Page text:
bod

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See also: BOD, Bod, böd, and bød

English[edit]

Etymology[edit]

Clipping of body.

Pronunciation[edit]

Noun[edit]

bod (plural bods)

  1. (slang) The body.
    Fred likes to keep his bod in shape.
  2. (slang) A person.
    George was a bit of an odd bod.
    • 2005, Richard Templar, The Rules of Management (page 73)
      There were cameras covering car parks, offices, corridors and storage areas in the basement. Result. The security bods started watching as if their lives depended on it.

Derived terms[edit]

Anagrams[edit]


Czech[edit]

Etymology[edit]

EB1911 - Volume 01 - Page 001 - 1.svg This entry lacks etymological information. If you are familiar with the origin of this term, please add it to the page as described here.

Pronunciation[edit]

Noun[edit]

bod m

  1. (geometry) point
  2. (temperature) point
  3. item (of an agenda)
  4. (sports) point, mark

Derived terms[edit]


Danish[edit]

Etymology 1[edit]

From Old Norse búð.

Pronunciation[edit]

Noun[edit]

bod c (singular definite boden, plural indefinite boder)

  1. booth, stall
  2. shop
Inflection[edit]

Etymology 2[edit]

From Old Norse bót.

Pronunciation[edit]

  • IPA(key): /boːd/, [b̥oːˀð], [b̥oðˀ]

Noun[edit]

bod c (singular definite boden, not used in plural form)

  1. fine
  2. penance

Dutch[edit]

Etymology[edit]

From Middle Dutch bot, from Old Dutch *bot, from Proto-Germanic *budą. Cognate with Old High German bot, Old English bod, Old Norse boð (Swedish bud).

Pronunciation[edit]

Noun[edit]

bod n (plural boden, diminutive bodje n)

  1. order
  2. offer

Derived terms[edit]


Irish[edit]

Etymology[edit]

From Middle Irish bot (tail; membrum virile), from Proto-Celtic *buzdos (tail, penis), perhaps from Proto-Indo-European *gwosdʰos (piece of wood).

Pronunciation[edit]

Noun[edit]

bod m (genitive boid, nominative plural boid)

  1. (anatomy) penis
  2. (archaic) churl, boor

Declension[edit]

Derived terms[edit]

Mutation[edit]

Irish mutation
Radical Lenition Eclipsis
bod bhod mbod
Note: Some of these forms may be hypothetical. Not every
possible mutated form of every word actually occurs.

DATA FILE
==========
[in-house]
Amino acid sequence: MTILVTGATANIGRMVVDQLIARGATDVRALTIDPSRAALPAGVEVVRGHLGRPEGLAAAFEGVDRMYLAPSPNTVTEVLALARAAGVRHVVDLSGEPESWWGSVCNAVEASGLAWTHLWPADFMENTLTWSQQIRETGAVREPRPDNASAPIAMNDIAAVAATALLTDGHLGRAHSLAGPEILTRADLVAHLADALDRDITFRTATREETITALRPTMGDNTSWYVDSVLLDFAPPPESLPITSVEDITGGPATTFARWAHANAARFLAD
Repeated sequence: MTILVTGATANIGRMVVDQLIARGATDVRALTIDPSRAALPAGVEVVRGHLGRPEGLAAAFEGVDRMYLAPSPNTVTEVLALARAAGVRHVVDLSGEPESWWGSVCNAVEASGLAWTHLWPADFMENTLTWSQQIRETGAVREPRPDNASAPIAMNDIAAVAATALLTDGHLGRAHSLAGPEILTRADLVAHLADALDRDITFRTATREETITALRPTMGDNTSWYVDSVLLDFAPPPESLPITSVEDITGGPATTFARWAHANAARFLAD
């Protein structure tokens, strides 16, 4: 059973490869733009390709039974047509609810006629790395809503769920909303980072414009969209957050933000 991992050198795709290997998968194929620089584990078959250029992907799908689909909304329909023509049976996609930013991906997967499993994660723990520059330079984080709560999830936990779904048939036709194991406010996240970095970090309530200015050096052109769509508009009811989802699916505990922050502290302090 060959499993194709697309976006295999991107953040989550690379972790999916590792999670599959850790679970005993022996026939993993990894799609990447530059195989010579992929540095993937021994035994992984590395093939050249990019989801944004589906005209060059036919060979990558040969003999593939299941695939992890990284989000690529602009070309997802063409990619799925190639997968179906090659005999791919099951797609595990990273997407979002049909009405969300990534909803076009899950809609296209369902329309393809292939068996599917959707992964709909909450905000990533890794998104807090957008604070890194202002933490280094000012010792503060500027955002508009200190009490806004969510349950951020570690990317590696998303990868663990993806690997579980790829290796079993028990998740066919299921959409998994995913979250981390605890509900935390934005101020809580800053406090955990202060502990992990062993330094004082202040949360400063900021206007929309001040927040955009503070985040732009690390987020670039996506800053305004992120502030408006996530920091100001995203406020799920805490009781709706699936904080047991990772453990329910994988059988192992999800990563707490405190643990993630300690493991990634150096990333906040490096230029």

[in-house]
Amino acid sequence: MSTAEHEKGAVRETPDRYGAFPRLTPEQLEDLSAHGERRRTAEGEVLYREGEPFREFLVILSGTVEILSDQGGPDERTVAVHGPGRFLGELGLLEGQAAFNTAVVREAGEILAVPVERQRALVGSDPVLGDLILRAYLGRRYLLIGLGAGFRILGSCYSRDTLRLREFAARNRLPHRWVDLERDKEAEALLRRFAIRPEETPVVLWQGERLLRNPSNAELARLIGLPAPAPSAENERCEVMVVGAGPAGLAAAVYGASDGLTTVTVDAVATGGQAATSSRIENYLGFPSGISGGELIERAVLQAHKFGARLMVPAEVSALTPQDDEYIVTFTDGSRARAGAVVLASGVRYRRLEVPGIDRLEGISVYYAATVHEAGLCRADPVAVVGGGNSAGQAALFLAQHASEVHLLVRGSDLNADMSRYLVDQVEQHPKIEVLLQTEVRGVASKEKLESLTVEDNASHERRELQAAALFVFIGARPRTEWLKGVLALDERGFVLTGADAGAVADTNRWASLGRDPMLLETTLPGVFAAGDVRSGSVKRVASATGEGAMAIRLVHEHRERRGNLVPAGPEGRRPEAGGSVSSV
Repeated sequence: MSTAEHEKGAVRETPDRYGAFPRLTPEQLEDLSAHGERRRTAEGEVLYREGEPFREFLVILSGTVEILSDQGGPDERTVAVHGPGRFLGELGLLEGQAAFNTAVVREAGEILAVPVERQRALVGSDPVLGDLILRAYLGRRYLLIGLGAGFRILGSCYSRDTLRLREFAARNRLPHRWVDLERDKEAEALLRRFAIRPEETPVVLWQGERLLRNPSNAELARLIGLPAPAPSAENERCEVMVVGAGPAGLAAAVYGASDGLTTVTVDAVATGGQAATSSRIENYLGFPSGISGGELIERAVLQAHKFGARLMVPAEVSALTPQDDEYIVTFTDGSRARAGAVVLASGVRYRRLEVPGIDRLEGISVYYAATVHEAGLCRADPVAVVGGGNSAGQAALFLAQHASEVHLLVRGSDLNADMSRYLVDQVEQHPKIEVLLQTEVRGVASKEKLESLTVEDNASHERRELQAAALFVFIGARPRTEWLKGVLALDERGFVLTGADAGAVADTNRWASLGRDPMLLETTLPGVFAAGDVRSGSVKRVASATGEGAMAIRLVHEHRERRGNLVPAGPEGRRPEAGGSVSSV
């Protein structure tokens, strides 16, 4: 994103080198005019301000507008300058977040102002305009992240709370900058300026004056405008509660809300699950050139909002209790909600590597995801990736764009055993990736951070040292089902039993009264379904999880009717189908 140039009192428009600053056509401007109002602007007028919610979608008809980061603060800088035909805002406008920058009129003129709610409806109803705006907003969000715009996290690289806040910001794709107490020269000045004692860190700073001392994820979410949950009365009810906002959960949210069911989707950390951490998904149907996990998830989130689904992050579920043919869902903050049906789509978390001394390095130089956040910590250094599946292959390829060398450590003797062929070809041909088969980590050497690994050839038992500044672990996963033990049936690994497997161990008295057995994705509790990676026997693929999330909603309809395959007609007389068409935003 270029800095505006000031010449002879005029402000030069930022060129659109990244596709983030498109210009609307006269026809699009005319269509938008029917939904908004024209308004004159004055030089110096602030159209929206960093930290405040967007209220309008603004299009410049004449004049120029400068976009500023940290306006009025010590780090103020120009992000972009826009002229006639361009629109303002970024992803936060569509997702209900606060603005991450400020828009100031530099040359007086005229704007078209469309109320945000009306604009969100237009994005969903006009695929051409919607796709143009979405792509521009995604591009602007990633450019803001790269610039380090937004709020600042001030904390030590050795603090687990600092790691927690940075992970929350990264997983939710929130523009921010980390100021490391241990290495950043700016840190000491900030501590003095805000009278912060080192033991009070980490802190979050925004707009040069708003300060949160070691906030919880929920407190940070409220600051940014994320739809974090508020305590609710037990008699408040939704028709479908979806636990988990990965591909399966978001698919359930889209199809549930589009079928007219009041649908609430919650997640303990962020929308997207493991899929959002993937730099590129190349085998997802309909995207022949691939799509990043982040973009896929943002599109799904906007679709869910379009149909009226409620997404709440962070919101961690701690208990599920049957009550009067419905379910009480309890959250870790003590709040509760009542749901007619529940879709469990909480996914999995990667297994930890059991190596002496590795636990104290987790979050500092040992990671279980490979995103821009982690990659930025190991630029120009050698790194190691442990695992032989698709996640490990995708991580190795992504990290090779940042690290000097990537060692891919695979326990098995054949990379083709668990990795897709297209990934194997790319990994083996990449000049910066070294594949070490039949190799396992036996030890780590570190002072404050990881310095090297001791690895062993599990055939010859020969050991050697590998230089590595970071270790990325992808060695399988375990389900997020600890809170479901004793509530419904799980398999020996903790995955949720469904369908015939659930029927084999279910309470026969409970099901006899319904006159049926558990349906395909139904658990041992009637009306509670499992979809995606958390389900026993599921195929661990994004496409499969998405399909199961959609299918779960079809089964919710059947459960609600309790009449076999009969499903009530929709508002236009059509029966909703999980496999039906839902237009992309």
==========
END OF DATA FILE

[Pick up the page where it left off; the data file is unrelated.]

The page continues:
Polish[edit]

Noun[edit]

bod m

  1. baud

Declension[edit]


Scottish Gaelic[edit]

Etymology[edit]

From Middle Irish bot (tail; membrum virile), from Proto-Celtic *buzdos (tail, penis), perhaps from Proto-Indo-European *gwosdʰos (piece of wood).

Noun[edit]

bod m

  1. (anatomy) penis

Serbo-Croatian[edit]

Etymology 1[edit]

See bȍsti.

Pronunciation[edit]

Noun[edit]

bȏd m (Cyrillic spelling бо̑д)

  1. sting (with a needle or a sharp object)
  2. (embroidery, knitting) stitch
  3. (sports) point
Declension[edit]
Synonyms[edit]

Etymology 2[edit]

Borrowing from English baud.

Pronunciation[edit]

Noun[edit]

bȏd m (Cyrillic spelling бо̑д)

  1. baud
Declension[edit]

Swedish[edit]

Etymology[edit]

EB1911 - Volume 01 - Page 001 - 1.svg This entry lacks etymological information. If you are familiar with the origin of this term, please add it to the page as described here.

Noun[edit]

bod c

  1. a shed, a shack, a small building
  2. a shop, a boutique

Declension[edit]

Synonyms[edit]

Derived terms[edit]


Volapük[edit]

Etymology[edit]

Borrowing from German Brot, English bread and Dutch brood.

Noun[edit]

bod (plural bods)

  1. bread

Declension[edit]

Derived terms[edit]


Welsh[edit]

Verb[edit]

bod (highly irregular)

  1. to be

Conjugation[edit]

Usage notes[edit]

  • Bod is the primary auxiliary verb in Welsh, used to form a great number of tenses.
  • The two conditional tenses can be opted between freely.
  • The preterite is relatively rare and mostly interchangeable with the imperfect.
  • In the tenses given here, all forms of bod must be linked to a noun or verb with yn, wedi, or some other similar particle.

Conjunction[edit]

bod (verb functioning as conjunction)

  1. that... is, that... are, etc. (personal forms: mod i, fod ti, fod e/o, bod hi, bod ni, bod chi, bod nhw)
    Dw i’n meddwl bod hi’n ddoniol. ― I think that she’s funny.
    Mae hi’n meddwl mod i’n dod. ― She thinks that I’m coming.
    Roedd Eleri yn dweud fod ti’n sâl. ― Eleri was saying you’re ill.

Usage notes[edit]

  • Bod is used as ‘that’ only when the clause to be made dependent begins with a form of bod (the verb ‘to be’) in the present tense.
  • Nouns can take either bod or fod, regardless of gender.

Mutation[edit]

Welsh mutation
radical soft nasal aspirate
bod fod mod unchanged